Towards a meaningful engagement approach to mining-induced displacements in South Africa: a legal comparative perspective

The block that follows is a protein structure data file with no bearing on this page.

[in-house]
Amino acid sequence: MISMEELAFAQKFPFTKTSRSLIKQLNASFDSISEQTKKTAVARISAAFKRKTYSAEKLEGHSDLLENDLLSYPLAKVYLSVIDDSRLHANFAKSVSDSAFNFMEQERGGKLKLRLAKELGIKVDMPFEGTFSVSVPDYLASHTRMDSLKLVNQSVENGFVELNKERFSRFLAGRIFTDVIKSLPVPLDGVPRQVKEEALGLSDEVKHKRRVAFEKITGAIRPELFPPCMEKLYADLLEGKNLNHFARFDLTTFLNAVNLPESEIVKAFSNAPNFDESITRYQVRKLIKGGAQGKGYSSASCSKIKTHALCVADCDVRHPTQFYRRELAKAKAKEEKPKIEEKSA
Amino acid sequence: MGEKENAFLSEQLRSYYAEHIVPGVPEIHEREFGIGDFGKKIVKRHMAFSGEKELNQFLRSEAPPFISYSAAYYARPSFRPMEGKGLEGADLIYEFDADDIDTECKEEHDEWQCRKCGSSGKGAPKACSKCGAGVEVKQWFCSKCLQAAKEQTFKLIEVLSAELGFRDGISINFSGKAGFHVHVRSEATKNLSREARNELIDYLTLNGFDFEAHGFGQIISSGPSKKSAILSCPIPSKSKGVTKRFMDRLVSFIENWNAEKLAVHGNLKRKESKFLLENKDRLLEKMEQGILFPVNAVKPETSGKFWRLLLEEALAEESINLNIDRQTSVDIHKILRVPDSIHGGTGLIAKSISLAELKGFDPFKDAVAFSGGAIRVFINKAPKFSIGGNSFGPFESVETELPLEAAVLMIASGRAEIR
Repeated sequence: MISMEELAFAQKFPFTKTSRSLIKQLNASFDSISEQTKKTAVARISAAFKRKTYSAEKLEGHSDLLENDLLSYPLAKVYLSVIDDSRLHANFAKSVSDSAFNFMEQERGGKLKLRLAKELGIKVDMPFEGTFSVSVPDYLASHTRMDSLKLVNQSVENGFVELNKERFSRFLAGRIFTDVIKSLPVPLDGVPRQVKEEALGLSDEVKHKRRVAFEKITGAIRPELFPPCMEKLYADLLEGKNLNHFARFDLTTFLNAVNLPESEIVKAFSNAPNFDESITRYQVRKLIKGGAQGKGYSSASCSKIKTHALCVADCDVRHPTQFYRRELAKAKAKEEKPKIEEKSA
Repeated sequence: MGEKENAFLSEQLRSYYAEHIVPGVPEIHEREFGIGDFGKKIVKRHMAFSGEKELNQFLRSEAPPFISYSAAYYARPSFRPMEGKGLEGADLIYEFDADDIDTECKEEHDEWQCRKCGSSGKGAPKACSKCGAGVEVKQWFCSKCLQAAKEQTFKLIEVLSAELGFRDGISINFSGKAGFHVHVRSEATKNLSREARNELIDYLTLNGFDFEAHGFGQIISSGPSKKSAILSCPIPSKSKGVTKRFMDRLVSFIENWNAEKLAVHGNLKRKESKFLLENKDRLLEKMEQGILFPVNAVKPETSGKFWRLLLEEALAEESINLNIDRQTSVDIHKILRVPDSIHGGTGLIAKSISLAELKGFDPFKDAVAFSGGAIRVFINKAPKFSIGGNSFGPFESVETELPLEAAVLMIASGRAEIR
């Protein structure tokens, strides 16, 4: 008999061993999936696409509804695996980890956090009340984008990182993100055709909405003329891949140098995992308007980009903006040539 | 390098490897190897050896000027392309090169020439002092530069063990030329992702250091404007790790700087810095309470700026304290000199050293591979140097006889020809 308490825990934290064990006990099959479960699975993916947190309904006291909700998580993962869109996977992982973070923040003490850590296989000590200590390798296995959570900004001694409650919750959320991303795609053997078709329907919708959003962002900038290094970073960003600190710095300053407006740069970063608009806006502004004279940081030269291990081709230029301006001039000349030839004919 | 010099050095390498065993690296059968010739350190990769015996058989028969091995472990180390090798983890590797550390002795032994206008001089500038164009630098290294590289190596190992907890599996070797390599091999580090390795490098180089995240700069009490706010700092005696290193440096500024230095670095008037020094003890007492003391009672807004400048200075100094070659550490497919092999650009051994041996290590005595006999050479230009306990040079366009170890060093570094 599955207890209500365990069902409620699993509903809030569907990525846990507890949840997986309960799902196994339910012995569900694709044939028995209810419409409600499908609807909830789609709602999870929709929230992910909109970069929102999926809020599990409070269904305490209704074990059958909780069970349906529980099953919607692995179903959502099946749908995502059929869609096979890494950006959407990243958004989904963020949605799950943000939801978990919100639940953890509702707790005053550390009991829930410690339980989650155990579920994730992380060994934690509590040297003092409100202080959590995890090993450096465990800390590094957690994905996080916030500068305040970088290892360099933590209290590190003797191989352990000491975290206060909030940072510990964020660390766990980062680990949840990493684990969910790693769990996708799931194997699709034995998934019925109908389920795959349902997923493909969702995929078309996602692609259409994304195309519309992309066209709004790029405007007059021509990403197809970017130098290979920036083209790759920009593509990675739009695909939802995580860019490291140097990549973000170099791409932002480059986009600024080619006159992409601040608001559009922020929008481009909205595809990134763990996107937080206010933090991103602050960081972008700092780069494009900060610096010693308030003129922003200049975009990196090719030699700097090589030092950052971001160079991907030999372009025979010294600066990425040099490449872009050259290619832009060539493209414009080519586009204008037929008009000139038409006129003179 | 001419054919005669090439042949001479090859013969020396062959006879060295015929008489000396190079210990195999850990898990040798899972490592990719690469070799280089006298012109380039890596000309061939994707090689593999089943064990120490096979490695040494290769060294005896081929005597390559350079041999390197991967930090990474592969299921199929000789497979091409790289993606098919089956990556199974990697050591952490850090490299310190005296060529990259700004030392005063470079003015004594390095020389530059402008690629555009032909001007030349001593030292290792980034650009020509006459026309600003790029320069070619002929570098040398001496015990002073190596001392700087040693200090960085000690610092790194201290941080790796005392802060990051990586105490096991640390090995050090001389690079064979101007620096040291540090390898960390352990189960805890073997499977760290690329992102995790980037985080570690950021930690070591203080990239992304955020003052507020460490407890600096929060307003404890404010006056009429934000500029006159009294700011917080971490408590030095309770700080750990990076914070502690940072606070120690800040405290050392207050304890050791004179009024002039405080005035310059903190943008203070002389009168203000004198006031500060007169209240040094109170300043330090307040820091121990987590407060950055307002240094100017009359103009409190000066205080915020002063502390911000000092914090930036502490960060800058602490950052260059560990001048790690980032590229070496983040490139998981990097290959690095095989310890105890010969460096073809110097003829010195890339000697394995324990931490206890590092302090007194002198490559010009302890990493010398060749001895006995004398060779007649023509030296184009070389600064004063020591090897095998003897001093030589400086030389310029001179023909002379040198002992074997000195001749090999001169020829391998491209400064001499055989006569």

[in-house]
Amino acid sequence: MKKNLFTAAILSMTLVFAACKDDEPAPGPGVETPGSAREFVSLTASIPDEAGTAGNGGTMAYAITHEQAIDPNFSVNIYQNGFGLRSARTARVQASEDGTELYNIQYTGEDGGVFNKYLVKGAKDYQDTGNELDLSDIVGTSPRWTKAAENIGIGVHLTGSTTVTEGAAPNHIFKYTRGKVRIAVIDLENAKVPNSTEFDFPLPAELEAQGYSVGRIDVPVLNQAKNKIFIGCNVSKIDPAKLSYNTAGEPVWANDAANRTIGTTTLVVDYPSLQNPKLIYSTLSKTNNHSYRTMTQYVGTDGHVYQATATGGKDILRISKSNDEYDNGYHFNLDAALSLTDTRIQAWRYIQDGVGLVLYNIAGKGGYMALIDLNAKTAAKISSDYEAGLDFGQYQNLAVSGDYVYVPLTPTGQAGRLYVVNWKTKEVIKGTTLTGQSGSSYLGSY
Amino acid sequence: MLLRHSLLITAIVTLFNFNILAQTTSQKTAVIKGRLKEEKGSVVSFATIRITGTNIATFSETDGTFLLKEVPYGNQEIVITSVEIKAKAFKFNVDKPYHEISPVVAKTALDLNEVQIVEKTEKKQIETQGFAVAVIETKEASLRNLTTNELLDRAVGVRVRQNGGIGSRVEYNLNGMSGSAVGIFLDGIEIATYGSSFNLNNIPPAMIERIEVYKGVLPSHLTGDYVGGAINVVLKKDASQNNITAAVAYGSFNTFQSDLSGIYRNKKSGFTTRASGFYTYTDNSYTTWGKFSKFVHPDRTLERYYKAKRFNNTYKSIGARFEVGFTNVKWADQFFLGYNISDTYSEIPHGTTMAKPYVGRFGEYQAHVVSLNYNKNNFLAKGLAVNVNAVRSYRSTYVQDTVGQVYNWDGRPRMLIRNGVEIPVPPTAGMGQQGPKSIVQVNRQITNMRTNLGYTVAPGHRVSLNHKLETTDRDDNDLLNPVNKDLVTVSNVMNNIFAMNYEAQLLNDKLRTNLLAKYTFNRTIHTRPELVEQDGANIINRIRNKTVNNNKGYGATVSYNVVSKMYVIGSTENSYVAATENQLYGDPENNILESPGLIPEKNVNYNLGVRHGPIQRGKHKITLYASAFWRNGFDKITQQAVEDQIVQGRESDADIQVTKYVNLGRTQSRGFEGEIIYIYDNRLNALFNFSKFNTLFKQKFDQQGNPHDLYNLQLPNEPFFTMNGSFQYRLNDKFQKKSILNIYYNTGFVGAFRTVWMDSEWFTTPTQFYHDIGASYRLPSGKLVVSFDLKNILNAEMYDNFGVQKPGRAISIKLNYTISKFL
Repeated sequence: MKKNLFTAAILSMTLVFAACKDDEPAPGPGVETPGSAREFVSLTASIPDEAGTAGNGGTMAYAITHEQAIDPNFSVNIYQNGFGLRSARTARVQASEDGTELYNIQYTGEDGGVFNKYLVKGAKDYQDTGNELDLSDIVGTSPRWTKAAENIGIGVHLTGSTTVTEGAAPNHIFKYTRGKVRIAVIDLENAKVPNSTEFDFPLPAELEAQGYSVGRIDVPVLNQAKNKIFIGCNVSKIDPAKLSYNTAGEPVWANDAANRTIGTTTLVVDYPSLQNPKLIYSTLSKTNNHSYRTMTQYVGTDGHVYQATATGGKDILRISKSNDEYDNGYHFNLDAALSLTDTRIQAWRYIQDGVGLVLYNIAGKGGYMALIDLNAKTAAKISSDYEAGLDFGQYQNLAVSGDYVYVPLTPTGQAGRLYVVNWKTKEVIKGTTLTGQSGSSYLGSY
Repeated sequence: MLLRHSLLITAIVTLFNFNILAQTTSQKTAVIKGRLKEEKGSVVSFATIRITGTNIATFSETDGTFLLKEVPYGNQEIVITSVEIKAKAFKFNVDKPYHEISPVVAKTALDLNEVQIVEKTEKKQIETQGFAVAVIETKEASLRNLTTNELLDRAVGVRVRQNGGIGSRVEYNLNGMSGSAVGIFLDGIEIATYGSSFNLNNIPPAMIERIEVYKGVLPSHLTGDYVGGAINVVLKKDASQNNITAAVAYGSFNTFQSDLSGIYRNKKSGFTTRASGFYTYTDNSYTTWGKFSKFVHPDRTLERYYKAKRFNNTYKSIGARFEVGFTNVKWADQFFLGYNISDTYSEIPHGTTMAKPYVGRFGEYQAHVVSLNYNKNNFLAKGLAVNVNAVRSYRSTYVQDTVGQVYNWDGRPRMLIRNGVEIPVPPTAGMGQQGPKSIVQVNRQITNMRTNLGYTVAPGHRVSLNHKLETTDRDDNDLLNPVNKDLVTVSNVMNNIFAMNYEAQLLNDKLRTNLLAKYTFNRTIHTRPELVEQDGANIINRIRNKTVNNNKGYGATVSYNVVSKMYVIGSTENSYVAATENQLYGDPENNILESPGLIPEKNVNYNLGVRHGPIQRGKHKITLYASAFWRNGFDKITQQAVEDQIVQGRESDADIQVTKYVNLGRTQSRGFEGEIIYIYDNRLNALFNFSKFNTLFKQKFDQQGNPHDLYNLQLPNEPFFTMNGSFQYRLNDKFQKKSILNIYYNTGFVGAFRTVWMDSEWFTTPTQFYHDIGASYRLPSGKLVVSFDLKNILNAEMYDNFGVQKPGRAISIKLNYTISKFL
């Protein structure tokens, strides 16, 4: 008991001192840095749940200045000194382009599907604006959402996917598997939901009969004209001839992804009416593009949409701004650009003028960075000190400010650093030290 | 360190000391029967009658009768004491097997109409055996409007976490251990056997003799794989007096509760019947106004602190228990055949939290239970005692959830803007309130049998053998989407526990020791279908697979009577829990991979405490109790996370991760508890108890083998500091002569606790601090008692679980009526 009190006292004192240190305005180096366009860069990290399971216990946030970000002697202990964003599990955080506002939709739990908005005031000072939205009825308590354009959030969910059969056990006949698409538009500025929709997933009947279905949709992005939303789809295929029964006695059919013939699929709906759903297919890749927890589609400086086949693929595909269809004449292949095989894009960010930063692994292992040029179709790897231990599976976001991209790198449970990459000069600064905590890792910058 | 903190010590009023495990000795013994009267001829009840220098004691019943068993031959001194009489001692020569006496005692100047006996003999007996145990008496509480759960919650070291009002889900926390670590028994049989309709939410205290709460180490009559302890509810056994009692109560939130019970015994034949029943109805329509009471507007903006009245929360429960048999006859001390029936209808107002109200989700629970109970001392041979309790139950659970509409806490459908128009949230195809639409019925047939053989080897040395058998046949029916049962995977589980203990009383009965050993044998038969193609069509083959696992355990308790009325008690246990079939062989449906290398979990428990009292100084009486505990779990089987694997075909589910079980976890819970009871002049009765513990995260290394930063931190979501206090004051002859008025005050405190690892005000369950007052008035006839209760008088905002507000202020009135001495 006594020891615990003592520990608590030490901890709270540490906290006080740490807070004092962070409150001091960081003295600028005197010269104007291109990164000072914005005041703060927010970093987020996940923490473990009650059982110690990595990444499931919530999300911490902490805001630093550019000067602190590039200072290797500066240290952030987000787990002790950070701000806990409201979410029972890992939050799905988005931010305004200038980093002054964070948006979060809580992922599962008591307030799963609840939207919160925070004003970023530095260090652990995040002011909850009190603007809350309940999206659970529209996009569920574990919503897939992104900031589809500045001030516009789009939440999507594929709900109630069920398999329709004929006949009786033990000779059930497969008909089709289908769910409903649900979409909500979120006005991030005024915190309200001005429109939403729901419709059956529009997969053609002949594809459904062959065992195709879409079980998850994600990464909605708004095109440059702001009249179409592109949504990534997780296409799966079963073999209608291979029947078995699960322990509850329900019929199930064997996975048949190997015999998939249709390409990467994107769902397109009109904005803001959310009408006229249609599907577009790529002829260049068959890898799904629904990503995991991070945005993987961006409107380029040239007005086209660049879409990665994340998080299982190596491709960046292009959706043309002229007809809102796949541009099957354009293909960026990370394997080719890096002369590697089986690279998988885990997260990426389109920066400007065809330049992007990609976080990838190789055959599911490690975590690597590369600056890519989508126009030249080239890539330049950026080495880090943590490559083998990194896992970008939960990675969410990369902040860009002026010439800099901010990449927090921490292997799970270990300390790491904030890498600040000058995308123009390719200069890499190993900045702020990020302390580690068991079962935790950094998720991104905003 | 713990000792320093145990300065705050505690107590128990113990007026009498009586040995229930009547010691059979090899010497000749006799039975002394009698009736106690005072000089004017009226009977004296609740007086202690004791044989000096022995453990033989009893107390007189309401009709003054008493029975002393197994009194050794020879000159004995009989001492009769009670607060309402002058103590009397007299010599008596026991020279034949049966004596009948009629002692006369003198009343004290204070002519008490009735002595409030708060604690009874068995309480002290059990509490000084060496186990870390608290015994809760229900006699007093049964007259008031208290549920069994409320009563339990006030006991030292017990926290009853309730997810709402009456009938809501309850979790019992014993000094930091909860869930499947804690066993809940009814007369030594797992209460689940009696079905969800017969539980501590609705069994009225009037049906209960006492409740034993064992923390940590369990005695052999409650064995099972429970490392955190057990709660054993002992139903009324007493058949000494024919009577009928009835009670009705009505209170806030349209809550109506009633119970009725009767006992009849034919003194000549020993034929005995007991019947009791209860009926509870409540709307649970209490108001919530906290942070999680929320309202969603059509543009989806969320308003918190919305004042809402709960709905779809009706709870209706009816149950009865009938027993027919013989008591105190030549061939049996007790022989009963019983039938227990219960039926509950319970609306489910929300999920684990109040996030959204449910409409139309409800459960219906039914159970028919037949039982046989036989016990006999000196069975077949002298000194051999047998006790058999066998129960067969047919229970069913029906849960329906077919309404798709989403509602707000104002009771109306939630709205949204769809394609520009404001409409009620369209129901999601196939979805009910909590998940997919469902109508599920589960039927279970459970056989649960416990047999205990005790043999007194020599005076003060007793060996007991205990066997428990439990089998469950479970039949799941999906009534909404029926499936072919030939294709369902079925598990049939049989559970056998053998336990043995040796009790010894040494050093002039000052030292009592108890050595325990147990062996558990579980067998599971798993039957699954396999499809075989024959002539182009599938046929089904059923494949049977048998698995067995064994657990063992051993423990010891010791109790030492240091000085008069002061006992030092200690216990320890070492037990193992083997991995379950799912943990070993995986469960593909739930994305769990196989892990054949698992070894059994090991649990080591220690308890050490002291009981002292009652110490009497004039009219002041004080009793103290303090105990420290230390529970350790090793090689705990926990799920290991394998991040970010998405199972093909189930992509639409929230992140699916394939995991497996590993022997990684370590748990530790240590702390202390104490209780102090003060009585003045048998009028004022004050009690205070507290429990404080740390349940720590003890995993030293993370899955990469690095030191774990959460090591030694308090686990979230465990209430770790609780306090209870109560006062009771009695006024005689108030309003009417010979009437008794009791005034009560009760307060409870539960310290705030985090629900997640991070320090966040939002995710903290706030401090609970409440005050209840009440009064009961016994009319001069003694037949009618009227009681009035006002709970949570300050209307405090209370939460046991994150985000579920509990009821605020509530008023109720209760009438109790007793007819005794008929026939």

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A few decades ago, it might have been fair to argue that because mining activity is intrinsic to the country's economic growth and development, then everything else negative about mining should just be excused as a 'necessary evil' or 'acceptable collateral damage'. But not now. One of the negative impacts of mining activity is displacement of people. Gaining access to a mineral resource requires displacing local communities to make way for mining operations. This phenomenon is known as mining-induced displacement. In South Africa, Ghana and elsewhere, mining-induced displacements often result in the loss and damage of both tangible and non-tangible assets belonging to the displaced persons. These include homes, livestock, valuable resources, cultural sites, productive lands, social structures, tenure security over traditional lands and livelihoods. With mining-induced displacements, there is also a risk that displaced persons may find themselves homeless, marginalised, jobless and without access to their sustained livelihoods while having lost social cohesion and a sense of belonging. All these have negative bearing not only on the socio-economic realm of those affected, but cultural and moral interests as well. Beyond all these realities, there is not much we know about how and the extent to which meaningful engagement remedy - a dynamic adjudicative strategy devised by the South African courts - may present a solution to the unresolved issues around mining-induced displacements; how the courts have protected the vulnerable against evictions through this remedy; and how such protection could potentially be extrapolated to cover mine-affected communities against displacements in this context. That said, this thesis is an attempt at establishing the potential relationship between meaningful engagement and displacements in mining law. The thesis seeks to answer the overarching research question: How robust and consultative is the regulatory framework in addressing mining-induced displacements in South Africa and Ghana, and to what extent are these frameworks complied with in practice? As far as could be established, there has not been any comprehensive research undertaken to establish the potential nexus between meaningful engagement and displacement within the broader context of mining law in South Africa and Ghana. As such, this thesis advances the proposition that one way of looking at the problem of mining-induced displacement is by considering how the application of meaningful engagement remedy may be extended into mining law to address this unabated problem. The study makes several findings, at a broader level, on how consultative (akin to meaningful engagement) are regulatory frameworks on mining-induced displacements in the two examined jurisdictions. It is found that both jurisdictions have varying degrees of legal protection for the mine-affected communities against displacements. It is also found that there are notable international law norms and standards against displacements that may be instructive to and offer the best frame of reference from which the examined jurisdictions may improve their domestic response to the problem. The stronghold and novelty of this thesis lies in it being the first and by far the most comprehensive analytical research on the potential normative link between meaningful engagement as an adjudicative strategy and mining-induced displacement as a socio-economic and human rights issue from a comparative perspective with a spotlight on Ghana and South Africa; as well as in identifying and analysing more efficient legal mechanisms in international law to deal with the problem.